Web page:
We begin in Zimbabwe where the papers lead with the inauguration of new Zimbabwe President Emmerson Mnangagwa at the National Sports Stadium in Harare on Sunday.
The State-owned Herald reports that Mnangagwa promised a new Zimbabwe where corruption and red unnecessary bureaucracy in service delivery will not be tolerated.
Daily News says that on Sunday, the opposition leader Nelson Chamisa was weighing all his options including mounting demos, in the wake of Friday's decision by the Constitutional Court to uphold Mnangagwa's hotly disputed victory in last month's polls.
The publication says Chamisa refused to attend Mnangagwa's inauguration claiming it was inconceivable for him to accept an invitation to "a wedding where he was the one supposed to be receiving the gifts".
In South Africa, the Sowetan says the election had been touted as a crucial step towards shedding the pariah reputation Zimbabwe gained under Mnangagwa’s predecessor Robert Mugabe, and securing international donor funding to revive a crippled economy.
But as it observes, hours before Mnangagwa’s inauguration, the International Republican Institute and National Democratic Institute said the country lacked a “tolerant democratic culture” in which political parties were treated equally and citizens allowed to vote freely.
In South Africa, Times Live leads with an outburst by furious South African farmers who are urging US President Donald Trump to mind his business.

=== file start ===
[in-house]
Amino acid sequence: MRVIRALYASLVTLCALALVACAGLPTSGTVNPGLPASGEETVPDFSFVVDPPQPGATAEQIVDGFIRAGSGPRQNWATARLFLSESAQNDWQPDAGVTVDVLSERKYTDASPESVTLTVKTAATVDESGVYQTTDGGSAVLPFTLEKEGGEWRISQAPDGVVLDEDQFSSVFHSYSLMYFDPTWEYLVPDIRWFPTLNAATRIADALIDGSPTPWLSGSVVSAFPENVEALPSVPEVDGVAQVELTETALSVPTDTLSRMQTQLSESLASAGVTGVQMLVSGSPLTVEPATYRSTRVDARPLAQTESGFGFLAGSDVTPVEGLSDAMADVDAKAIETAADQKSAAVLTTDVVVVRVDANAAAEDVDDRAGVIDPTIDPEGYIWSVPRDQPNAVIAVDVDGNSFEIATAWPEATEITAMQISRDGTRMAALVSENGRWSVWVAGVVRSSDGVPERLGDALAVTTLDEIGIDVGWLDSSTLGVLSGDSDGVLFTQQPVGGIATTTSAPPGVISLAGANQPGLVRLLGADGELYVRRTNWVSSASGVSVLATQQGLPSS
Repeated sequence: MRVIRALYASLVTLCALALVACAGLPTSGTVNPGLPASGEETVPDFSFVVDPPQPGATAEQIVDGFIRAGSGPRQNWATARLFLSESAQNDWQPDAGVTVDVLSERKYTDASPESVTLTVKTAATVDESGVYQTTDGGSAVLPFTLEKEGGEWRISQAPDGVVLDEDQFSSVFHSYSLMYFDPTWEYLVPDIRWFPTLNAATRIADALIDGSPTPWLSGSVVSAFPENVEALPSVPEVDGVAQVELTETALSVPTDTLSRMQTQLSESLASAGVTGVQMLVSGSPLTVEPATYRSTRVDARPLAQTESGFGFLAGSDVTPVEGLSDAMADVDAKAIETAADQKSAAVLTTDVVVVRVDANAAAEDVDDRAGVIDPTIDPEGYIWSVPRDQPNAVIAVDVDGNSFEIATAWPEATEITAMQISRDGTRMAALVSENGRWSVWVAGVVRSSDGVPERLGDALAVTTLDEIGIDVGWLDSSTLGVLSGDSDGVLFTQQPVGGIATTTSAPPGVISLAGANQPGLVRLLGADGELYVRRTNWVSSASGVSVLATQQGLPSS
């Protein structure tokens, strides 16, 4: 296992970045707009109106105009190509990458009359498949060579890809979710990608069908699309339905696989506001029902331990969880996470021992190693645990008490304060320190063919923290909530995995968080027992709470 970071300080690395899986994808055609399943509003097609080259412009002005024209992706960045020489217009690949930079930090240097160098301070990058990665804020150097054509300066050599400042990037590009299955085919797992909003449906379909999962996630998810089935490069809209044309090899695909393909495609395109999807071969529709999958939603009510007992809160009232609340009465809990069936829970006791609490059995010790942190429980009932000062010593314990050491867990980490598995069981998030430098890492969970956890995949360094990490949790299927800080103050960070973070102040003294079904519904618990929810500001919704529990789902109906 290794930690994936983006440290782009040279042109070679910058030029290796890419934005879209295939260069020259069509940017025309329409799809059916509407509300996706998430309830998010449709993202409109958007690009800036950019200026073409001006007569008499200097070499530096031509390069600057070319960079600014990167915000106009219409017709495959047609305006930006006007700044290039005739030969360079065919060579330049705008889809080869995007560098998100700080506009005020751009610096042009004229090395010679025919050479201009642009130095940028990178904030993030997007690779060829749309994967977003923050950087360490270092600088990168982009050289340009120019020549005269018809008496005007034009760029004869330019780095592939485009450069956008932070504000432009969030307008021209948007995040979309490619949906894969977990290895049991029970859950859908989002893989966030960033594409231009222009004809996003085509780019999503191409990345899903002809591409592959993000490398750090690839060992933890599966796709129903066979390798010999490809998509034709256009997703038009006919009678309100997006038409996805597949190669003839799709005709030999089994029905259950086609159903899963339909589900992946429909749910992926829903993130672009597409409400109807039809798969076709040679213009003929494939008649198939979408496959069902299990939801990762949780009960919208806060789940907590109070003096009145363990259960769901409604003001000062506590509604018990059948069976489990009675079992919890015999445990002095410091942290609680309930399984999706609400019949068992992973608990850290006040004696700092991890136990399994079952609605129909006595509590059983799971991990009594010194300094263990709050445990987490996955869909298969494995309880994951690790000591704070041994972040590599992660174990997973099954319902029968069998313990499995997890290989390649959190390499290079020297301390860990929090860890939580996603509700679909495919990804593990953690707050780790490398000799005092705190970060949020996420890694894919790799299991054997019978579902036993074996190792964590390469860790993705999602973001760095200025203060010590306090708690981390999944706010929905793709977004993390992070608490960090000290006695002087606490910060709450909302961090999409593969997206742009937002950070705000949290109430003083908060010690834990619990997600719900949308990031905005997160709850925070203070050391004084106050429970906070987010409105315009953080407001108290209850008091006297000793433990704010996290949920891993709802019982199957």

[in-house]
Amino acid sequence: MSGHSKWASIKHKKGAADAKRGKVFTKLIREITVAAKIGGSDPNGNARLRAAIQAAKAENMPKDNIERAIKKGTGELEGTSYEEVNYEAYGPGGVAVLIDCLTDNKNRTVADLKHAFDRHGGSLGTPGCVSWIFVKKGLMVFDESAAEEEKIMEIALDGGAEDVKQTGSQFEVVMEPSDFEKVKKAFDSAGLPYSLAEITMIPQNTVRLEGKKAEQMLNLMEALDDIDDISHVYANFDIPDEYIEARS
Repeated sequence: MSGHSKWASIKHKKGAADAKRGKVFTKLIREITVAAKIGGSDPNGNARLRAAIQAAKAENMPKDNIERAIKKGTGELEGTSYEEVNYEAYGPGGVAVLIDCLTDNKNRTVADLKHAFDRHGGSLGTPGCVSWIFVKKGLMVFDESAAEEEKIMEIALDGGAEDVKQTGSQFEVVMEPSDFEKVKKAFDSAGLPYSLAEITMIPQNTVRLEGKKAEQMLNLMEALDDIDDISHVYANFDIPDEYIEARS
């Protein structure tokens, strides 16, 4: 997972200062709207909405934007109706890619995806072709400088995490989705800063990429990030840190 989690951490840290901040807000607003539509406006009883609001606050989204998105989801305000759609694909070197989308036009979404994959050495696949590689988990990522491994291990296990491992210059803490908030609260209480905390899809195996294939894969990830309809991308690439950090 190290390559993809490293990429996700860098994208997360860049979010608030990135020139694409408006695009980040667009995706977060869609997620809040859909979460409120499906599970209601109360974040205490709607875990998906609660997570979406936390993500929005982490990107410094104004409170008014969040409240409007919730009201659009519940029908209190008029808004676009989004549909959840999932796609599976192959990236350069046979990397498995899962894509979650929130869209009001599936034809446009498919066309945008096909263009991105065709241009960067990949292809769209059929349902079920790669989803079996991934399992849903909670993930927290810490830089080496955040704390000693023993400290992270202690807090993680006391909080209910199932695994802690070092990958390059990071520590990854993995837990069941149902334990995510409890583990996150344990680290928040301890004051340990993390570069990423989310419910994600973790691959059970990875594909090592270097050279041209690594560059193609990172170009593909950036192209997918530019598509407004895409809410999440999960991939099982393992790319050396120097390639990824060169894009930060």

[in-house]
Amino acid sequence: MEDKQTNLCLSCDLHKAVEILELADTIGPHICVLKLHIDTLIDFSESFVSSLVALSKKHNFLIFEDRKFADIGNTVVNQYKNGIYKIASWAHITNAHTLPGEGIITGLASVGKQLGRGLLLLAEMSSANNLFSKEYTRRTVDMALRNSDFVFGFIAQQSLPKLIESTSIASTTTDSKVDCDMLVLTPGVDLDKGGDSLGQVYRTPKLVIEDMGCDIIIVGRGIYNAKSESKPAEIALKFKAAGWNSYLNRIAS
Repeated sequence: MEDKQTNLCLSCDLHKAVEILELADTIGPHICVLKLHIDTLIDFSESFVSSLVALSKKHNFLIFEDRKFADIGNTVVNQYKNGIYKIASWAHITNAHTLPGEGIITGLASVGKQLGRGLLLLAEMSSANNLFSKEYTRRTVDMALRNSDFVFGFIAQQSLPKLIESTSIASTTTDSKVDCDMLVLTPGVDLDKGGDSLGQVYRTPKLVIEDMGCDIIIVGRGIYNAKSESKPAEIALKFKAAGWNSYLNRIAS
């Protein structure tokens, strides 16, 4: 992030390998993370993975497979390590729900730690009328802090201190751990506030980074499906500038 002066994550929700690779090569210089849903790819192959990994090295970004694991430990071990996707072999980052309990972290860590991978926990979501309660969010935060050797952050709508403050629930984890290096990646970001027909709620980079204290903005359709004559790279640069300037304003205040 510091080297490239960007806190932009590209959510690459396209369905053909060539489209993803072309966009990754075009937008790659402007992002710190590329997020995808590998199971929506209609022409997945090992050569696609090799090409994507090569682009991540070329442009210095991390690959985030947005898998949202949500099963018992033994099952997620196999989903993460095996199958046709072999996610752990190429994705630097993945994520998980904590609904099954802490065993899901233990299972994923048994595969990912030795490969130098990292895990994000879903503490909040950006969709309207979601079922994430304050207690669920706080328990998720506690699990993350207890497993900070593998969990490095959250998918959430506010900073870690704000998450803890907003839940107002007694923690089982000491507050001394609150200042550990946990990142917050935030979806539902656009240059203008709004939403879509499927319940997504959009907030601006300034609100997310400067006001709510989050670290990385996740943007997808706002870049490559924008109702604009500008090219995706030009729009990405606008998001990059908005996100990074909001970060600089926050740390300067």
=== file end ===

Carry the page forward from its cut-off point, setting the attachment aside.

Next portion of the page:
The paper reports that the angry reaction follows a tweet posted by Trump last Wednesday on the eve of the "Land Solution" summit of farmers, officials and industry players in Bela Bela.
The US President tweeted to his 54 million followers that he had asked Secretary of State Mike Pompeo to closely study the South Africa land and farm seizures and expropriations and the large scale killing of farmers".
According to Times, a 37-year-old black woman who farms grain and cattle with her husband east of Cape Town fired back asking Trump to "leave their people the hell alone, accusing him of trying to deflect attention from his own scandals.
And in Uganda, the papers await today's verdict by a Gulu High Court on bail applications for 33 suspects accused of stoning President Museveni’s motorcade during the by-election chaos in the northern town of Arua.
Daily Monitor says the suspects facing treason charges include lawmaker Robert Kyagulanyi Sentamu popularly known as Bobi Wine.
It claims that the suspects are currently held incommunicado at Gulu Central Prison.
Meanwhile Kenya's Standard reports that Mombasa leaders and rights groups staged a Saturday night vigil in the port city to press demands for the release of the Bobi Wine, and 33 others.
Speakers at the event reportedly called on East African countries to stem what they call Ugandan President Yoweri Museveni's 32-year dictatorial regime.